September 1, 2008: – – Gustav is a Category 2 hurricane with winds of 110 mph and has made landfall south of Houma, La. At 10:00 a.m. CDT, the hurricane was located near 29.2 north, 90.8 west. That is 70 miles southwest of New Orleans, La. and 100 miles southeast of Lafayette, La. Gustav is moving northwest at 15 mph.
A hurricane warning is in effect from just east of High Island, Texas, to the Alabama/Mississippi border, including New Orleans and Lake Pontchartrain. A tropical storm warning is in effect from the Alabama/Mississippi border to Florida/Alabama border. Grand Isle, La. is under water as of the late morning and reported a wind gust of 83 mph.
Hurricane-force winds extend 70 miles from the storm center, with tropical storm-force winds extending 200 miles from the center. The central pressure as measured by a NOAA research aircraft is 955 mb, or 28.20 inches. Gustav will maintain its Category 2 status into the early afternoon as it is still relatively close to Gulf of Mexico waters and is nearly paralleling the coast of south-central Louisiana. Later this afternoon, as more of the storm’s circulation moves over land, weakening will accelerate.
Tropical storm-force winds have already occurred in the New Orleans area and will continue through the afternoon. Hurricane conditions will continue along the Louisiana Coast into the afternoon.
A storm surge of 10-14 feet is expected on the Louisiana coast near and just east of the eye of the storm. The worst conditions may be in Terreboone Bay and Timbalier Bay at midday, as the eastern eye wall passes over these areas. Terrebonne and Lafourche parishes will experience the highest storm surge.
A storm surge near 10 feet is expected on Lake Borgne just east of New Orleans and will occur now into the first part of the afternoon. Water has begun to top parts of an industrial canal levee in New Orleans. Rainfall totals of 10-20 inches of rain are expected over parts of Louisiana and southern Mississippi. Similar rainfall totals might occur over parts of northeastern and East Texas if Gustav stalls tonight and Tuesday.
Once inland, Gustav is expected to slow its forward speed significantly. This could cause major flooding on Tuesday and Wednesday across inland Louisiana, northeastern and parts of eastern Texas, as well as across southern Arkansas.
Tropical Storm Hanna
At 11:00 a.m. EDT Monday, Tropical Storm Hanna was located near 23.0 north, 72.9 west, or 90 miles north-northeast of the southeastern Bahama Islands. Hanna is drifting to the west-southwest at 5 mph with maximum-sustained winds estimated near 60 mph.
Tropical storm-force winds extend outward up to 140 miles. The estimated central pressure in Hanna is 994 millibars, or 29.35 inches.
The government of the Bahamas has issued a hurricane watch for the central Bahamas, including Cat Island, the Exumas, Long Island, Rum Cay and San Salvador. A tropical storm warning remains in effect for the Turks and Caicos islands, as well as the central and southeastern Bahamas.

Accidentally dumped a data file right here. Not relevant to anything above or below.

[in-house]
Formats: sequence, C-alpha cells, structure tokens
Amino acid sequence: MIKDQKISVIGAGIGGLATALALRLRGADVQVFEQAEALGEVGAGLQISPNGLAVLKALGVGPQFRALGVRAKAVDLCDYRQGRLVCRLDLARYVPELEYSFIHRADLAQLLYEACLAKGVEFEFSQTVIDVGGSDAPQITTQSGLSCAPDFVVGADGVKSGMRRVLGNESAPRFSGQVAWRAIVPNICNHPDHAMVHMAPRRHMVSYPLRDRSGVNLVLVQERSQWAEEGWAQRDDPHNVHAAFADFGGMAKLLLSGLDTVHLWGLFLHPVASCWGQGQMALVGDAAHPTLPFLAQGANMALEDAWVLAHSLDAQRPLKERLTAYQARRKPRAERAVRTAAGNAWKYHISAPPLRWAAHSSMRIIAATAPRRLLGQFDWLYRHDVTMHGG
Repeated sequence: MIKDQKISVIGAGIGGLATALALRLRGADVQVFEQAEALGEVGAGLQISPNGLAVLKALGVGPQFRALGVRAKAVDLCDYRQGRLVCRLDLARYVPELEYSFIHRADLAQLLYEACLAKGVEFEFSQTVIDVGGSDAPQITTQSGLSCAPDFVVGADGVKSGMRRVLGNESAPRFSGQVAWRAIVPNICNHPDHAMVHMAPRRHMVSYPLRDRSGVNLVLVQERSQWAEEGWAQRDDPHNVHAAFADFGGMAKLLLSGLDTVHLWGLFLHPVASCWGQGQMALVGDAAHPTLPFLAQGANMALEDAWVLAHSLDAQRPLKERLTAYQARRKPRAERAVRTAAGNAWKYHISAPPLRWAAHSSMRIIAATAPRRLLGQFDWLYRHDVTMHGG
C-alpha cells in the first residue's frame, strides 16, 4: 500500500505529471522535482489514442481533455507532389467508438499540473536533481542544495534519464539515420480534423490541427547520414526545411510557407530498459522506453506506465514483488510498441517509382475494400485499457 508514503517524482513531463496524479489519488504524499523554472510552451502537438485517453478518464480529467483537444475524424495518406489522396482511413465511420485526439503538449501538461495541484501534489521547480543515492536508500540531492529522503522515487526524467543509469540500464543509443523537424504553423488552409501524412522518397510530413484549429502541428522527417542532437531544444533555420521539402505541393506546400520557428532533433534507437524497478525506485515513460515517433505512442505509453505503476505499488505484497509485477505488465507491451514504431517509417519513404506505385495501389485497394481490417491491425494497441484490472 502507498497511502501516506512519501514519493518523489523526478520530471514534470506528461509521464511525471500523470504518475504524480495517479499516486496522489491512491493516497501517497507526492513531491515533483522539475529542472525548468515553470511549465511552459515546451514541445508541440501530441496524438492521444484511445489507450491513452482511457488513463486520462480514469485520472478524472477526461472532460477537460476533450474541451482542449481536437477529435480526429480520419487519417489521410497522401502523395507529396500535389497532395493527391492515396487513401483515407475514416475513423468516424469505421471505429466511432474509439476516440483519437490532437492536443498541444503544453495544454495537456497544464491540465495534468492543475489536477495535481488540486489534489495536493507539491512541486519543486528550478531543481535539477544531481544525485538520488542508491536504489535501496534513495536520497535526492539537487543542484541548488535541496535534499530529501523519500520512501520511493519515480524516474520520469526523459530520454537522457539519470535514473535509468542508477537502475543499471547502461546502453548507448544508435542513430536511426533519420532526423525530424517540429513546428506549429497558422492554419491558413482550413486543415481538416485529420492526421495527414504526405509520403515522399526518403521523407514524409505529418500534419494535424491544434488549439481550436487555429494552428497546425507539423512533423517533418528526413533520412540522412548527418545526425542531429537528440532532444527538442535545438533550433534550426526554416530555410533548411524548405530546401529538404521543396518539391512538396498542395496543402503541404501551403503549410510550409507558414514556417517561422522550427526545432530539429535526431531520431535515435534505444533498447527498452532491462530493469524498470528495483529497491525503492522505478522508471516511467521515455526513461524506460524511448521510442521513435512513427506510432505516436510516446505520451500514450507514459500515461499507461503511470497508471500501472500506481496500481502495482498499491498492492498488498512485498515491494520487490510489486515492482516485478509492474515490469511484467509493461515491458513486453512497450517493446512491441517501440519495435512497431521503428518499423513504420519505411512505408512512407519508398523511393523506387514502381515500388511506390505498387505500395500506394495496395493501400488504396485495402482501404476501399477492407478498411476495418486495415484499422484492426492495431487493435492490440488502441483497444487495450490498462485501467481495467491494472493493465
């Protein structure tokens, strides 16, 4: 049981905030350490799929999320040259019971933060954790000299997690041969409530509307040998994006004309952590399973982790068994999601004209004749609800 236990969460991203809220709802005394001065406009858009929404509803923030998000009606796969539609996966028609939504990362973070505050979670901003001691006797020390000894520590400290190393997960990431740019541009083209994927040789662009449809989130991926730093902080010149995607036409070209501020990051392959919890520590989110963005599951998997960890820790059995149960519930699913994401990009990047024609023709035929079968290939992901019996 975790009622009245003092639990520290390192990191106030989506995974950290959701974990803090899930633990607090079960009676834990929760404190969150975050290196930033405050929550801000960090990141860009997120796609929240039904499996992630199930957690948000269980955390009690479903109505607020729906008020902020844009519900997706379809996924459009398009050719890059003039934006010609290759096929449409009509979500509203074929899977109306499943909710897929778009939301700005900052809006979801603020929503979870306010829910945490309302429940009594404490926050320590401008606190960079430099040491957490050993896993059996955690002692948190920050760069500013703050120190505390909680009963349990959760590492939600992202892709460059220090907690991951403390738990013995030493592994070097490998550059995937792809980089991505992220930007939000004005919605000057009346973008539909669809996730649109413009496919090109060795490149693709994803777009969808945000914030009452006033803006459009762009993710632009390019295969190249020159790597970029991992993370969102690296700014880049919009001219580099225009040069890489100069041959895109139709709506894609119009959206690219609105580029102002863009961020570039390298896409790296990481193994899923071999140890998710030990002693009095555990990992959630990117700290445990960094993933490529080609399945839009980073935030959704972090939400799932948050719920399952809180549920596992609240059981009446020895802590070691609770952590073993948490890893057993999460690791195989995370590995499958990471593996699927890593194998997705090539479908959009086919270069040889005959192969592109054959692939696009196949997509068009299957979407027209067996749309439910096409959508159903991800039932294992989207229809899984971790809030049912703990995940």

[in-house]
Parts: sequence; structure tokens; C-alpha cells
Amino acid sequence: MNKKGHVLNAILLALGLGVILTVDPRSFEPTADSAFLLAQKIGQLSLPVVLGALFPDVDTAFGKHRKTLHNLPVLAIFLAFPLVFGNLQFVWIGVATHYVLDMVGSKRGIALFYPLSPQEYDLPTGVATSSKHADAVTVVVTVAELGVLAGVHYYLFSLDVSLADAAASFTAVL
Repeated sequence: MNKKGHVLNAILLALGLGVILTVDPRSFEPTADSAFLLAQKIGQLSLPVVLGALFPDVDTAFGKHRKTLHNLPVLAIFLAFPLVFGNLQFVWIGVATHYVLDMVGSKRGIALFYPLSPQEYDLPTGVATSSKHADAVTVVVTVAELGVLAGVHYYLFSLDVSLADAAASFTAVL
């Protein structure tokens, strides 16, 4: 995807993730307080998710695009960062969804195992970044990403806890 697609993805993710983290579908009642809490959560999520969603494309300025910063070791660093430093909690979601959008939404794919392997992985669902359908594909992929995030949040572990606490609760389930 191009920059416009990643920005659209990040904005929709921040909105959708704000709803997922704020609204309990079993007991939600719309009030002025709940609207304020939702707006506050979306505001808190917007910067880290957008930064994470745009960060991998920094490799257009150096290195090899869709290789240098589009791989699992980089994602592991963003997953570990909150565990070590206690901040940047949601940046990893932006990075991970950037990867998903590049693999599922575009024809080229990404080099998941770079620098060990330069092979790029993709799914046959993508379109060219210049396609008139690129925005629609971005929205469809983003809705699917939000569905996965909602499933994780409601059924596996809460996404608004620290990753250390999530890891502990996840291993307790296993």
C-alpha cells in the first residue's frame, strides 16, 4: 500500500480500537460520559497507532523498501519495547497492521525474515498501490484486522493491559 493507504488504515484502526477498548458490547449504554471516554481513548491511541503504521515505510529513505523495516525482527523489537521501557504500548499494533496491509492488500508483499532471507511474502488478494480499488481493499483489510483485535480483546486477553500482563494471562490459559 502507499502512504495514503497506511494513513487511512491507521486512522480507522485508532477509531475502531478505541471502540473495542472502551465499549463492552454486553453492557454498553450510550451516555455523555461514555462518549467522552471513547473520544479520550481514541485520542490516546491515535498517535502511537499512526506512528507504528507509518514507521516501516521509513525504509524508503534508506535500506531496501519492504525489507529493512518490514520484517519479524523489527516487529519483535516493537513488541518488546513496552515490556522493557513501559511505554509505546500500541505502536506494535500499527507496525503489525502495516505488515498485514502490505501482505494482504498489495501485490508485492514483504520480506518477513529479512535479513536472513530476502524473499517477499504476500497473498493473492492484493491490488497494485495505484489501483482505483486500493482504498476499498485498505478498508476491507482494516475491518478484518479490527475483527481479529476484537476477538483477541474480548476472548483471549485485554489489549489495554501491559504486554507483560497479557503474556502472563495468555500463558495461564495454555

Hanna is becoming better organized and has strengthened over the past 6 hours. Hanna has merged with a decaying upper level low nearby and will slowly strengthen as upper levels slowly warm. Some fluctuations in strength are possible over the next couple of days with the system achieving hurricane status during this time possible.
The storm is drifting in a general west-southwest path or perhaps even loop just east of the central Bahamas during through Tuesday. Beyond Wednesday, Hanna should start to move to the north or northwest and could move at a much faster pace on Thursday into Friday according to recent computer forecast information and could make landfall soon thereafter along the southeast Atlantic coast.
Through Monday, tropical storm-force winds should be mostly east and northeast of the center. However, the Turks and Caicos islands as well as the central and southeastern Bahamas will experience occasional wind gusts to and over tropical storm-force.
As Hanna begins to wrap convection around its center over the next couple of days, rains will increase and become more frequent in the central and southeastern Bahamas, Turks and Caicos Islands. Rainfall in these areas will average 4 to 8 inches with locally higher amounts possible through much of the balance of the week.
A new tropical depression has formed (9) as of 11:00 a.m. EDT. near 17.6 north and 39.5 west, or about 1470 miles east of the Leeward Islands. Further strengthening is expected with this system today and is likely to become the next named Atlantic tropical storm “Ike.” Computer forecasts keep this developing system away from land for several days. Tropical Depression 9 is moving west at 16 mph and a general west to northwest movement is expected to continue for the next couple of days. Maximum sustained winds are near 35 mph with higher gusts. The estimated central pressure is 29.68 inches.
Another tropical wave located along 50 west has a weak area of low pressure near 21 north, 50 west. This tropical wave continues to look poorly organized and is not expected to develop during the next 24-48 hours.